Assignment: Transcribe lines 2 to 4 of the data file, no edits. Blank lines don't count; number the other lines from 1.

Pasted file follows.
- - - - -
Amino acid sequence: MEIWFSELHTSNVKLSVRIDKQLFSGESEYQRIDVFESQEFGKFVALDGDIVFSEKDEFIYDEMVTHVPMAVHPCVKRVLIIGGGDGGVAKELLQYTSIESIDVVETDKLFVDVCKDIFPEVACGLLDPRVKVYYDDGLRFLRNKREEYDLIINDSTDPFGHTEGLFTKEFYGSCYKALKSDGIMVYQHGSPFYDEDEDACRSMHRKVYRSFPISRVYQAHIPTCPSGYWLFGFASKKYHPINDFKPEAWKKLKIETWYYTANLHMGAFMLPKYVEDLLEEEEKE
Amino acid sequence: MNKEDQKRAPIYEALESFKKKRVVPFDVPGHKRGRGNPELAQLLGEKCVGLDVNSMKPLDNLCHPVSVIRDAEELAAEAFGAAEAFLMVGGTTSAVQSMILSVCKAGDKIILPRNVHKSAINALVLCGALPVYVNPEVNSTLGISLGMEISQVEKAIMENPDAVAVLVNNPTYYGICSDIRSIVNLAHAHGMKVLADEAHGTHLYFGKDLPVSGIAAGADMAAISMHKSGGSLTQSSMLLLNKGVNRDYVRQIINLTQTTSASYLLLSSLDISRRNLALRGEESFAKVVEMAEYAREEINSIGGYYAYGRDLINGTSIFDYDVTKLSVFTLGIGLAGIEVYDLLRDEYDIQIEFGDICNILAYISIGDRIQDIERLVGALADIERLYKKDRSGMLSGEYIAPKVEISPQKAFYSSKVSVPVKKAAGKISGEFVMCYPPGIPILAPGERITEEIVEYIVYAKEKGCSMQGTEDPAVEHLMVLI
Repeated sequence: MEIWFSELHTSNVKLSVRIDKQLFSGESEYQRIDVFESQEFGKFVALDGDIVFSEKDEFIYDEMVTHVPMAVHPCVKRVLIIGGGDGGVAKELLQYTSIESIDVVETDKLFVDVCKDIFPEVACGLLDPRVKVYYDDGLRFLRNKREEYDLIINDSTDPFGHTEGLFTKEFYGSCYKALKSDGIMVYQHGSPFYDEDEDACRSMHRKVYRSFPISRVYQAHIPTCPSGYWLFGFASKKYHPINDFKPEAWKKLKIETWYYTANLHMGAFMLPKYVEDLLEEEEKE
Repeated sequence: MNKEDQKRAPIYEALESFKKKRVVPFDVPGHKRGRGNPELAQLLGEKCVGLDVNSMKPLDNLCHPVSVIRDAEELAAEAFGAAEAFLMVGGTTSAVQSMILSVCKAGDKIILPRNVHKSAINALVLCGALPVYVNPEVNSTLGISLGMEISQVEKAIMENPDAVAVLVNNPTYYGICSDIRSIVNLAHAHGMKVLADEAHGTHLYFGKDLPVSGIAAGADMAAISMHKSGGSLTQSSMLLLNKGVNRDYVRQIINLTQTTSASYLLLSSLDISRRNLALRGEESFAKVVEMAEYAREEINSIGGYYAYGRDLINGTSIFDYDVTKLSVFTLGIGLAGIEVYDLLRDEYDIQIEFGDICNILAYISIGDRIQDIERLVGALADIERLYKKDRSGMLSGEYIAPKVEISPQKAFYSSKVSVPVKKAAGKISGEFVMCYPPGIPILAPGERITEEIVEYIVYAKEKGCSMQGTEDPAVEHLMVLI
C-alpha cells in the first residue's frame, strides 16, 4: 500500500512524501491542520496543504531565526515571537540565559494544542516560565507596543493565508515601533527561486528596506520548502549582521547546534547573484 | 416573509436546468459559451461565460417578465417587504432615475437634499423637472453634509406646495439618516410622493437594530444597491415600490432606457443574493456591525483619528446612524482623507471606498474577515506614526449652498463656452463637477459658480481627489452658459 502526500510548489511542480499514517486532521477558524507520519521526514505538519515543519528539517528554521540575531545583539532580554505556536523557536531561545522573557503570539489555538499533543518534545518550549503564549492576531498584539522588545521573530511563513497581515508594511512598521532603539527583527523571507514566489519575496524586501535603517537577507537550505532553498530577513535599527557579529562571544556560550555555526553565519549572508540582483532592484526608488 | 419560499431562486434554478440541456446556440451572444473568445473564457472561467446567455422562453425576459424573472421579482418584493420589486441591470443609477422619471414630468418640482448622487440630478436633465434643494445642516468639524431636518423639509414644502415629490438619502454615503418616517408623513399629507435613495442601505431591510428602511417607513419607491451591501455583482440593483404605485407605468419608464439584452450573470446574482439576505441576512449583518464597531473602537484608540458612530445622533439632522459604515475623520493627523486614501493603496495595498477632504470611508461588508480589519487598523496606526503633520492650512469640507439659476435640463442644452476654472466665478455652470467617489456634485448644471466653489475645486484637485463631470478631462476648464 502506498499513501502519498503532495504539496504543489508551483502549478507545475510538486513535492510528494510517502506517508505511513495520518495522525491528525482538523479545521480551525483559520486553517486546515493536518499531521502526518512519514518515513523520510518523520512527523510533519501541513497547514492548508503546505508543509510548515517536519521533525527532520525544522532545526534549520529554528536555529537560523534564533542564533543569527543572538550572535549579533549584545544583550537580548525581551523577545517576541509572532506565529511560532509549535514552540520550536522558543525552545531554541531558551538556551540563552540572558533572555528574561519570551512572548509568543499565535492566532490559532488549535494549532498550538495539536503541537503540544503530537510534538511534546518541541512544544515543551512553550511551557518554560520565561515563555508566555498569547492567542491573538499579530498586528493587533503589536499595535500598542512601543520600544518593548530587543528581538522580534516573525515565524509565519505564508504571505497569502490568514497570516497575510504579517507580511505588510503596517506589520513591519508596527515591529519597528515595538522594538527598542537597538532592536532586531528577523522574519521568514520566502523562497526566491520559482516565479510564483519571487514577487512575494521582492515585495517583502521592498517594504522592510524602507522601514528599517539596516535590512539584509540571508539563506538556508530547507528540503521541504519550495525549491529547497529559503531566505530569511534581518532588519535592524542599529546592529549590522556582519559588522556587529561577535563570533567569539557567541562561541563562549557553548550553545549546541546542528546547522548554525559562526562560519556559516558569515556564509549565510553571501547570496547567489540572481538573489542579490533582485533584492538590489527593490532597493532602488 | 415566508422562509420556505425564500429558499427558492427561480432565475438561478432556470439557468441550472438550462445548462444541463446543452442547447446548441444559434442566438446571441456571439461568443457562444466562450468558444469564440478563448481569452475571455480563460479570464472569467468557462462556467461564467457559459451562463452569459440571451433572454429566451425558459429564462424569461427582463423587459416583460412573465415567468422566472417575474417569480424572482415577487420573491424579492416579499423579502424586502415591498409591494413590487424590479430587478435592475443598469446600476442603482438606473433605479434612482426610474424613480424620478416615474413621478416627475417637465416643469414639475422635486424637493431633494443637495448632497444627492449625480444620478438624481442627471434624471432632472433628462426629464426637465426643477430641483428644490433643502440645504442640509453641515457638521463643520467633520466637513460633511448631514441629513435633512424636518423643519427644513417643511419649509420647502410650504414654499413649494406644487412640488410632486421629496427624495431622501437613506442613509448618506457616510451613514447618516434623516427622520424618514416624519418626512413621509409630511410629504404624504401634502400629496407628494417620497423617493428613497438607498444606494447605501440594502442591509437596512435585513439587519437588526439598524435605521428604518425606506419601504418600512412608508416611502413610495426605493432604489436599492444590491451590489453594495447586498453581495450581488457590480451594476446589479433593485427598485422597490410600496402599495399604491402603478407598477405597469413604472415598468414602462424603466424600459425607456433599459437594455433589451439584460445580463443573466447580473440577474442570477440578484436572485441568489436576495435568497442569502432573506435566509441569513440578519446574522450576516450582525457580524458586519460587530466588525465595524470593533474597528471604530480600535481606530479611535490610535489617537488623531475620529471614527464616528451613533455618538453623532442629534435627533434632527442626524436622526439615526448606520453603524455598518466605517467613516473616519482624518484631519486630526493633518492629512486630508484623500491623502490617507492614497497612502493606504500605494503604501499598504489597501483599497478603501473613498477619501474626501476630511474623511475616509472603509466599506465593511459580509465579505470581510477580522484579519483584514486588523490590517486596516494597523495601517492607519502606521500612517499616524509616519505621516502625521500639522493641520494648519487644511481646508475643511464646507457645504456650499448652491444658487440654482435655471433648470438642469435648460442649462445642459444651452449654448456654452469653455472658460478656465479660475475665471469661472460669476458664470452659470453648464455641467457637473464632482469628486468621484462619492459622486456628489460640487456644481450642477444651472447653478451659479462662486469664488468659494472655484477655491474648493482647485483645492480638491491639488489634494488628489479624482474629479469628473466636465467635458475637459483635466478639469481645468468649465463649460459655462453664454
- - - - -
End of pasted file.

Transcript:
Amino acid sequence: MNKEDQKRAPIYEALESFKKKRVVPFDVPGHKRGRGNPELAQLLGEKCVGLDVNSMKPLDNLCHPVSVIRDAEELAAEAFGAAEAFLMVGGTTSAVQSMILSVCKAGDKIILPRNVHKSAINALVLCGALPVYVNPEVNSTLGISLGMEISQVEKAIMENPDAVAVLVNNPTYYGICSDIRSIVNLAHAHGMKVLADEAHGTHLYFGKDLPVSGIAAGADMAAISMHKSGGSLTQSSMLLLNKGVNRDYVRQIINLTQTTSASYLLLSSLDISRRNLALRGEESFAKVVEMAEYAREEINSIGGYYAYGRDLINGTSIFDYDVTKLSVFTLGIGLAGIEVYDLLRDEYDIQIEFGDICNILAYISIGDRIQDIERLVGALADIERLYKKDRSGMLSGEYIAPKVEISPQKAFYSSKVSVPVKKAAGKISGEFVMCYPPGIPILAPGERITEEIVEYIVYAKEKGCSMQGTEDPAVEHLMVLI
Repeated sequence: MEIWFSELHTSNVKLSVRIDKQLFSGESEYQRIDVFESQEFGKFVALDGDIVFSEKDEFIYDEMVTHVPMAVHPCVKRVLIIGGGDGGVAKELLQYTSIESIDVVETDKLFVDVCKDIFPEVACGLLDPRVKVYYDDGLRFLRNKREEYDLIINDSTDPFGHTEGLFTKEFYGSCYKALKSDGIMVYQHGSPFYDEDEDACRSMHRKVYRSFPISRVYQAHIPTCPSGYWLFGFASKKYHPINDFKPEAWKKLKIETWYYTANLHMGAFMLPKYVEDLLEEEEKE
Repeated sequence: MNKEDQKRAPIYEALESFKKKRVVPFDVPGHKRGRGNPELAQLLGEKCVGLDVNSMKPLDNLCHPVSVIRDAEELAAEAFGAAEAFLMVGGTTSAVQSMILSVCKAGDKIILPRNVHKSAINALVLCGALPVYVNPEVNSTLGISLGMEISQVEKAIMENPDAVAVLVNNPTYYGICSDIRSIVNLAHAHGMKVLADEAHGTHLYFGKDLPVSGIAAGADMAAISMHKSGGSLTQSSMLLLNKGVNRDYVRQIINLTQTTSASYLLLSSLDISRRNLALRGEESFAKVVEMAEYAREEINSIGGYYAYGRDLINGTSIFDYDVTKLSVFTLGIGLAGIEVYDLLRDEYDIQIEFGDICNILAYISIGDRIQDIERLVGALADIERLYKKDRSGMLSGEYIAPKVEISPQKAFYSSKVSVPVKKAAGKISGEFVMCYPPGIPILAPGERITEEIVEYIVYAKEKGCSMQGTEDPAVEHLMVLI